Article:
I won’t trouble you with the details of the hockey, other than to say we played six matches in four days (of which we won 2, drew 2 and lost 2) and that I ended up playing far more than I’d intended, as a) I’m too old and creaky nowadays to put my body through that level of punishment, b) I was still recovering from a serious case of man-flu that hit me pretty much the second I got home from my trip to America (See ‘Viva Las Vegas‘ parts 1, 2, 3 and 4) and c) surprise, surprise, I was carrying an injury, a recurrence of the calf strain that returns every now and then to remind me that I’m not as young as I used to be (see ‘Fit for nothing‘).

Despite the on-pitch trials and tribulations, a cracking weekend was had by all. But as is always the case, it was over far too quickly and we hit the road on Monday afternoon, along with about three million other people, for a slow and somewhat frustrating journey home.

Not, however, as frustrating as last year’s journey home. It was just me and number two son on that occasion. We were the best part of an hour into our journey, and making good time, when we realised that our suitcases were still at the hotel. We’d left them in the little room next to reception when we checked out before going to play the last game and both of us had assumed that the other one had put them in the car before we left. So our anticipated four-hour drive turned into a six-hour one as we had to go back for them. Our ‘team-mates’ who were still at the hotel were suitably sympathetic and rather thoughtfully moved our cases into the bar so they could oversee their collection.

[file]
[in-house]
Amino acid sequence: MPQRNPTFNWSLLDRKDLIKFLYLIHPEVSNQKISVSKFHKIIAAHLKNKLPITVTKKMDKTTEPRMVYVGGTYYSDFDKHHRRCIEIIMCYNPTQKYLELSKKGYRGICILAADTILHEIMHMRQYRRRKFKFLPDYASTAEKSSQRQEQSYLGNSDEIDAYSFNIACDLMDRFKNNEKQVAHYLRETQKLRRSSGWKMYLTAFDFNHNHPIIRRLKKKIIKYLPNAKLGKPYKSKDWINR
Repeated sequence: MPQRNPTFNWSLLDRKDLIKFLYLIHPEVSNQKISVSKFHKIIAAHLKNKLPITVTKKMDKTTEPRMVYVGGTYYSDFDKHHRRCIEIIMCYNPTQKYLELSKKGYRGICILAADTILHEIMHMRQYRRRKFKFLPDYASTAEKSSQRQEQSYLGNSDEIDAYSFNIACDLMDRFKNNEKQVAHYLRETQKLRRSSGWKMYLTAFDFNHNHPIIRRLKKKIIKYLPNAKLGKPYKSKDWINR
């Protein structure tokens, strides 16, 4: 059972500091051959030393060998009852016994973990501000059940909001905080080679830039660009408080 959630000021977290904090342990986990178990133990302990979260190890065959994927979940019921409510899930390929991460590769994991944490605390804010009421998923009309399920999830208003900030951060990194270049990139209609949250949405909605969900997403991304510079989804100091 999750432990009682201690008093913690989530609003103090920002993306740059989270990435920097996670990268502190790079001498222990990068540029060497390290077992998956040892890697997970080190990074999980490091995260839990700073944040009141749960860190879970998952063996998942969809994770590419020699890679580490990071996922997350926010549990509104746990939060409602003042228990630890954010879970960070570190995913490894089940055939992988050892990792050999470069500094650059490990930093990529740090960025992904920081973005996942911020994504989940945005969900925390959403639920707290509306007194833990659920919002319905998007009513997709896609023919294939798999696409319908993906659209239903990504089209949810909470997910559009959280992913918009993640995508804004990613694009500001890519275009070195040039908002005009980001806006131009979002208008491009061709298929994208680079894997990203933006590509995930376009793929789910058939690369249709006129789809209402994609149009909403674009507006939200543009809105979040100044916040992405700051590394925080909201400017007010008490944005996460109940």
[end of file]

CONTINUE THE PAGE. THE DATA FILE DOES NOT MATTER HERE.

Returning to this year. We were about twenty minutes from home and I was driving my son’s car. Having stopped at a junction, I attempted to select first gear, only to find that the gearstick didn’t want to oblige. I tried a little harder and there was a clunk, followed by said gearstick taking on a slightly less conventional attitude, insofar as I could now rotate it through 360 degrees but couldn’t select any of the gears with it. As luck would have it, it turned out that the car was stuck in second gear rather than neutral and we managed to limp slowly home. The next day we changed our plans for the morning and limped some more, to a local garage, where the problem was diagnosed as a broken linkage and my wallet was lightened to the tune of two hundred and thirty quid. Oh well, at least it wasn’t a broken gearbox. And at least it didn’t happen while we were on the motorway, which would have been a tad more interesting.

From a business continuity point of view, four things spring to mind :